The Battle of Liegnitz 1760 fought solo. Turn 4

Initiative A10 / P5: 

The remaining Austrian artillery battery in front of Panten repositions to blast the Prussians occupying it at close range. The fire rips through the village like a knife through butter, scything down Prussians and civilians alike (PIR2 takes 3UI loss, shaken). 

Behind the line of the stream the commander of the vanguard cavalry of the ‚First Line‘ proves his worth by rallying two units of cavalry (ADR6 & AHR24). Muller attaches to his last unit of grenadiers, it’s now for death or glory.

Meanwhile, up on the slopes of the plateau, some tired Prussian artillery discomfort more Austrians (1UI loss) whilst the dragoons under Meineck move forward to support the infantry operating on their right wing.

Initiative A8 / P0:

At the summit of the slope the Austrian grenadiers, now under the personal command of Muller, break through the Prussian line following a point blank firefight with PIR5 with surprisingly little loss to themselves. The rout of PIR5 disorders the battery of howitzers stationed immediately behind their rear. Then the Austrian grenadiers engage PCGIV but this time the firefight goes the other way and the grenadiers are routed.

(I’m having a lot of fun at this point and I’m making loud ‚massed musketry‘ noises: Ahh, the joys of solo play! The initiative continues into the next picture).

The Austrians have a chance to sieze the battle by the scruff of the neck (with an unused Infantry Move card showing). The assaulting troops of the ‚First Line‘ advance into the breach.

The ‚Second Line‘ advances in support but, the problems caused by their routing cavalry earlier in the morning have created a definite gap between the attacks – the support is not ‚close support‘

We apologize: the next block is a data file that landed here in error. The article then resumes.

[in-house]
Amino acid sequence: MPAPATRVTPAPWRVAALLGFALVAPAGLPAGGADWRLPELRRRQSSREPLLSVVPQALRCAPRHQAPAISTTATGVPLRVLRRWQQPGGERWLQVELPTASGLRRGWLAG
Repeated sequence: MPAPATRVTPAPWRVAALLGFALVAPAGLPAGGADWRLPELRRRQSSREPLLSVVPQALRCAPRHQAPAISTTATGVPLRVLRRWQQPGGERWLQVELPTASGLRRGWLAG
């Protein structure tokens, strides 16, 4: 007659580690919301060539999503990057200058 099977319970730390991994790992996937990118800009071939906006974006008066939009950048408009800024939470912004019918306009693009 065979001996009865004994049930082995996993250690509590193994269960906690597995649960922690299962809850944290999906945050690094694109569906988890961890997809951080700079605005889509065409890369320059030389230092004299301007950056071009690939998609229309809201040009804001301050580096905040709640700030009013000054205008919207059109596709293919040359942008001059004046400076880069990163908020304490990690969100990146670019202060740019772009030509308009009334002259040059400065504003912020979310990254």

Initiative P7 / A3:

The Prussian cavalry falls back before the advance of the Austrian infantry in an attempt to reach comparative safety behind their infantry line. 

To the south, the Prussian infantry turn to face the breakthrough (on a timely Brilliant Leader sequence card).

(Brilliant leader cards are not standard cards. They are issued to army’s with good command and command structures: Frederick is a ’superior commander and has two, Loudon is skilled and has one. They are ‚wild‘ cards).

Meanwhile the advance of the Austrian infantry is relentless. They are ignoring the threat to their left flank – they must break the Prussian line!

Initiative A12 / P4:

At the summit of the slope AIR34 pours volley after volley into PCGIV and the grenadiers are routed due to losses (4UI). 

On the right the ‚Second Line‘ comes into the fray. AIR14 and AIR22 fire into the teeth of the Prussian cuirassier which have failed to fully withdraw (PCR11 takes 3UI loss and shaken).

On the left, at Panten, at Panten AIR29 and AIR50 pour their first fire int stricken PIR2 and it is shattered, streaming from the village in all directions (destroyed). 

Back up the slope, AIR14 continues its fusilade into the unfortunate CIR11 which is already a bloody mess and its remnants withdraw from the field (destroyed).

At the breakthrough, AIR36 empties its first volley into the howitzers and the howitzers, not to be outdone, respond with canister at point blank range (both take 2UI loss) but, it is the artillery crew who lose their nerve first and bolt to the rear.

(The action this phase continues into the next picture).

The Prussians launch a counter attack as best they can (with only 4 initiative pips) and PIR14 strikes AIR36 in the flank with perfect timing (no melee resolution card required Vs flanks) – it should be a walk over but the Austrians hold the initial rush and the combat is fought again (front to front). AIR36 finally gives way (with 2UI loss but, it can’t safely rout anywhere so it surrenders). 

(Sometimes logic outways any amount of angle wangling and, as so many Austrians did surrender at the top of the slope, this seemed logical to me).

 Initiative: P9 / A1: